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Jerry
Jerry UberDork
9/18/19 1:22 p.m.

First winter for the Crosstrek is coming up, and I heard rumours it's going to be a snowy one here in Ohio.  I'm wondering if the all-terrain's on it now (forget the brand and drove the Abarth today) are up to the task.

Reading the forums and following Instagram, the popular aftermarket tire is the BFG KO2.  I've read I can fit a 215/65-16 without lifting.  Figure a nice Sparco wheel, would look pretty good.  But I know they're great offroad, have not heard much about snow use...

Photo for attention, not mine but similar idea.  Anyone out there?

dclafleur
dclafleur Reader
9/18/19 1:31 p.m.

I've got them and have had them in the snow a few times.  I don't know that I'd say they're as good as a dedicated set of snows but they're probably the best all-terrain I've used in snow and they're better than the Michelin Long Trails I used previously in snow.  Biggest downside is they're a very loud tire on pavement (which is a common beef with all terrains).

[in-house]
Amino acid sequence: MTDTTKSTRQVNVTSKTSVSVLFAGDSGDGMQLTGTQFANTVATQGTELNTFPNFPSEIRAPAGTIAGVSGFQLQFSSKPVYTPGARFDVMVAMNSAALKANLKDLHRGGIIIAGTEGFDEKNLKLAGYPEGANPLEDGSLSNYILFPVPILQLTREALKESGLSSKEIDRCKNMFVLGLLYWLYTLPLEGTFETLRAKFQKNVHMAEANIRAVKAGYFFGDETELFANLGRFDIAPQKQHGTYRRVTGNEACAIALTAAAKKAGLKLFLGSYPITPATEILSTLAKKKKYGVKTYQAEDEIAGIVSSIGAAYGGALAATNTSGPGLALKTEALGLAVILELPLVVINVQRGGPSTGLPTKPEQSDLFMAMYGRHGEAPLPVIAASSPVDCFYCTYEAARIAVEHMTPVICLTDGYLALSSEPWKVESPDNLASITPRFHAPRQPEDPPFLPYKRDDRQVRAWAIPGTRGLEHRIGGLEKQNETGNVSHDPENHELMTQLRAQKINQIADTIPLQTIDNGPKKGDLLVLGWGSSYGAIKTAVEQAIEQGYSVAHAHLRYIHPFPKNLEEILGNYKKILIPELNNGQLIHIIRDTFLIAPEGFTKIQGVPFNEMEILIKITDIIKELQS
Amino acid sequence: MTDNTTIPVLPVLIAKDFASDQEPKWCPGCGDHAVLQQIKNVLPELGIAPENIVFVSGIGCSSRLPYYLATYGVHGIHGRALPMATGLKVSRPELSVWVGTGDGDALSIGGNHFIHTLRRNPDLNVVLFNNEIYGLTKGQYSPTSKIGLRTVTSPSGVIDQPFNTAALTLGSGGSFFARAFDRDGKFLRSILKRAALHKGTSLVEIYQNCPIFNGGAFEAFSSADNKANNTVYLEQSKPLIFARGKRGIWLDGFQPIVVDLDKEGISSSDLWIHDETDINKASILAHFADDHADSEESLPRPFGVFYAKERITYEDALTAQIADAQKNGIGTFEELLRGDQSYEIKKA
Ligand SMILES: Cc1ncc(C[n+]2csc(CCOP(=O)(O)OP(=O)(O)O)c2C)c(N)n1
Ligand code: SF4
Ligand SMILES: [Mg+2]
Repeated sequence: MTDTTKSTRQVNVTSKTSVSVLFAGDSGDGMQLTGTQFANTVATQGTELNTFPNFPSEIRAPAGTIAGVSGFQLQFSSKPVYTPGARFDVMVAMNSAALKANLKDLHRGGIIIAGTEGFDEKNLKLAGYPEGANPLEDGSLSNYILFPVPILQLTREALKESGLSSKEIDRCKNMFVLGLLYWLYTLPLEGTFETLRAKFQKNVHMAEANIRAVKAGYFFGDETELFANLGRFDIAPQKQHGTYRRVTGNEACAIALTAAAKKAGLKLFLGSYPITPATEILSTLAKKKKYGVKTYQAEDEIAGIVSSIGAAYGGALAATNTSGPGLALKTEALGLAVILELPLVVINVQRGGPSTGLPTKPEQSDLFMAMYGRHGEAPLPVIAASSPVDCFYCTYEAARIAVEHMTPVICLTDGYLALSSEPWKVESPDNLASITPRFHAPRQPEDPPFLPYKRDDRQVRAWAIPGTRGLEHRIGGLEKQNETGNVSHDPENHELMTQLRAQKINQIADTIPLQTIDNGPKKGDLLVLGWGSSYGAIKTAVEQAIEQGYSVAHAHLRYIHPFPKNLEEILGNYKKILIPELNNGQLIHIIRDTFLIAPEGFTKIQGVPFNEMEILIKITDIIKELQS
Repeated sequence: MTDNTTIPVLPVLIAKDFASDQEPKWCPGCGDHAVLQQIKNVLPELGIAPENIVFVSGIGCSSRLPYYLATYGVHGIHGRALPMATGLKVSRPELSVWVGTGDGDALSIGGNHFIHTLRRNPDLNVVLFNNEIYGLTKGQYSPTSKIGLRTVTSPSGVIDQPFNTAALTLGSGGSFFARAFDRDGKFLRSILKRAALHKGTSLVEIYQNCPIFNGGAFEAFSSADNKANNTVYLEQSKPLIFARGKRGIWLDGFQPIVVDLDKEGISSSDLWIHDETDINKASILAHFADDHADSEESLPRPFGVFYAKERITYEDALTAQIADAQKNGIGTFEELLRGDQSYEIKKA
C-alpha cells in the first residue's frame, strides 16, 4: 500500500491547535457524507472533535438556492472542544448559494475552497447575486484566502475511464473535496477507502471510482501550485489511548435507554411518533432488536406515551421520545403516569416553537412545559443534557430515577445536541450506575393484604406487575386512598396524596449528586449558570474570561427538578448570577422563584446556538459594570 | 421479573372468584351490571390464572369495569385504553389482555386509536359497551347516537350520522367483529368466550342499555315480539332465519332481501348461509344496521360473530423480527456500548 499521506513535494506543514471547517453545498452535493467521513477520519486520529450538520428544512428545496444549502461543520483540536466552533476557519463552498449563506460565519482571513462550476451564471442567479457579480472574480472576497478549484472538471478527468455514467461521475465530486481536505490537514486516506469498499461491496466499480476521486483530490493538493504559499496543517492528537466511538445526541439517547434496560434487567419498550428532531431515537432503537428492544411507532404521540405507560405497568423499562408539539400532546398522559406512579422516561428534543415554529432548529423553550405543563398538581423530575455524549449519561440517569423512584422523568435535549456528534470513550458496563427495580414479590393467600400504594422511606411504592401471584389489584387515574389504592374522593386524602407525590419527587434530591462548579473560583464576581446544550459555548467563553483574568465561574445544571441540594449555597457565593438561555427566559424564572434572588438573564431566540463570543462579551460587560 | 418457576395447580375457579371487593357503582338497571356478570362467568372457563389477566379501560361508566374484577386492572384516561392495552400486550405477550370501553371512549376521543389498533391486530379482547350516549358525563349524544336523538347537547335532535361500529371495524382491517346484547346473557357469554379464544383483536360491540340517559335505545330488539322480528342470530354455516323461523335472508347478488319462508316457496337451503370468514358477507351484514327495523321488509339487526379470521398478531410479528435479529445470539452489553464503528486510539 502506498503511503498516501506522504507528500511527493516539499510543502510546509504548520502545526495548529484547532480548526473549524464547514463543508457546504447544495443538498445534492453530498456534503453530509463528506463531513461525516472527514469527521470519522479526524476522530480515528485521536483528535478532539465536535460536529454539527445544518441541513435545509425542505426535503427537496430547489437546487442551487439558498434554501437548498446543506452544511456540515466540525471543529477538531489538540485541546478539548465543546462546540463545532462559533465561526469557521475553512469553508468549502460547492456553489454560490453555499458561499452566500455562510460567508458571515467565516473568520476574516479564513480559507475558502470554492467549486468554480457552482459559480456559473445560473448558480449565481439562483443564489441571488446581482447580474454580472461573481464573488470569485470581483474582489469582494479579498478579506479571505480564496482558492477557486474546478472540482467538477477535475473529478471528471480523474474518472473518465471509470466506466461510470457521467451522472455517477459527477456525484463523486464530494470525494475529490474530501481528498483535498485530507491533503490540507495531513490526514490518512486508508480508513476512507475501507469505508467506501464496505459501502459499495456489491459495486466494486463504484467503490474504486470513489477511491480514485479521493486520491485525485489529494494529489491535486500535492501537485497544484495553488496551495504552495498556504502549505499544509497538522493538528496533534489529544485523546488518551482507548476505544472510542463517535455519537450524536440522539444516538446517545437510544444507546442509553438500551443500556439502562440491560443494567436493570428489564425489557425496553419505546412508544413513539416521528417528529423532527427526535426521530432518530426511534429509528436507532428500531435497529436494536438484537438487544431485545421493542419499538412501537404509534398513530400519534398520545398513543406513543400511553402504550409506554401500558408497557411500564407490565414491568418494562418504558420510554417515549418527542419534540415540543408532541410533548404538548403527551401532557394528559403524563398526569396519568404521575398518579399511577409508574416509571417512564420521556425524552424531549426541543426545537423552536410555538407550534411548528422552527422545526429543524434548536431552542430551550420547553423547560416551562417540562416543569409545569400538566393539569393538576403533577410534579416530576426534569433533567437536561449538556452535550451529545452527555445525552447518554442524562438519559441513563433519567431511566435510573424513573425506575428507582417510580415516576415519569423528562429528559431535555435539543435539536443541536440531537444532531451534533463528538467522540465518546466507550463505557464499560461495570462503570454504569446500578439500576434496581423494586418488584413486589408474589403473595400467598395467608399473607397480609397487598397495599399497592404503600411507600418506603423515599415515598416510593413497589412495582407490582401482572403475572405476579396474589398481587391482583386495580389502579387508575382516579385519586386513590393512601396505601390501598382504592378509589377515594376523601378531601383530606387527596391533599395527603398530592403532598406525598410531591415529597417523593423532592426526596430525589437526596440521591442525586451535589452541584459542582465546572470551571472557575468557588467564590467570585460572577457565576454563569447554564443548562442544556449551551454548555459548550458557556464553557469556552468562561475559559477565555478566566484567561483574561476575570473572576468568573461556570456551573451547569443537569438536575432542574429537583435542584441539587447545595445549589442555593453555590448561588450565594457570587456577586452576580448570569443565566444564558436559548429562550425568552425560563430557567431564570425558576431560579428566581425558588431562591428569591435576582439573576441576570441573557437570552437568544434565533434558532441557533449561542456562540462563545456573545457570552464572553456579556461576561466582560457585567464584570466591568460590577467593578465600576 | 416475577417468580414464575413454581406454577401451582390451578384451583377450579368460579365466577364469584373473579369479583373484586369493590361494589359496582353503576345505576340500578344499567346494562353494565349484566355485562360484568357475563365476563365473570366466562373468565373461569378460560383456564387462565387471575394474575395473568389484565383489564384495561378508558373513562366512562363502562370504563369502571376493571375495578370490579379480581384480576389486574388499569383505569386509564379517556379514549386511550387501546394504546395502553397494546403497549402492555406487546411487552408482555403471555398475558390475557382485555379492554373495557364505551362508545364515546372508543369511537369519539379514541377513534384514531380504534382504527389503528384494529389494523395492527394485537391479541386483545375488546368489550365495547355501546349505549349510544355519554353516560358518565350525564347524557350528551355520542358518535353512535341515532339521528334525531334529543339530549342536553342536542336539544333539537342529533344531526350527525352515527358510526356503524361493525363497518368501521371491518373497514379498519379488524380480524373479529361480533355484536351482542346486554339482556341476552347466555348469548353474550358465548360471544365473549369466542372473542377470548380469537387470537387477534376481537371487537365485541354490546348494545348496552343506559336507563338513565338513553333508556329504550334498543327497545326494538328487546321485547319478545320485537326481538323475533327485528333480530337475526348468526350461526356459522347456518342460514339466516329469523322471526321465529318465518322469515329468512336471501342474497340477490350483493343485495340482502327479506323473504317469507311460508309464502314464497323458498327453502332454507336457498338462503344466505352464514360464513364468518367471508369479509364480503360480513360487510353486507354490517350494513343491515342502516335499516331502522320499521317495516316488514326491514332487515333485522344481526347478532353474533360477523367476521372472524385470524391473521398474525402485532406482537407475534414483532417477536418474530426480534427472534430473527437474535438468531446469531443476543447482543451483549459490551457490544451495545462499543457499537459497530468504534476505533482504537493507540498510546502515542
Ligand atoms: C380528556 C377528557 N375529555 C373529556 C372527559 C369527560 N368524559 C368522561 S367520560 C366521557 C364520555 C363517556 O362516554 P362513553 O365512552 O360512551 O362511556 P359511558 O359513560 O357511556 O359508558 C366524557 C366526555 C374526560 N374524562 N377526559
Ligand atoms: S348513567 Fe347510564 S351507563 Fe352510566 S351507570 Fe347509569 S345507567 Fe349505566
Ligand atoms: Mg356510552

Fueled by Caffeine
Fueled by Caffeine MegaDork
9/18/19 1:33 p.m.

If you need snow tires.. get them.

 

If you need offroad tires get them..

 

If you need a do all, the all terrain's may work, but not be great at anything..

engiekev
engiekev Reader
9/18/19 1:48 p.m.

We have a set on our 2009 XTerra, and I've driven the tires on other vehicles.  It's a great all around A/T tire, and the road noise is subjectively great for the amount of performance they deliver.  Really a crazy amount of grip available on all but deep sand, hardly have to put it in 4x4.

In the snow they're not terrible, probably about comparable with a "good" all season tire but with any amount of hard pack snow or ice the braking distance really suffers.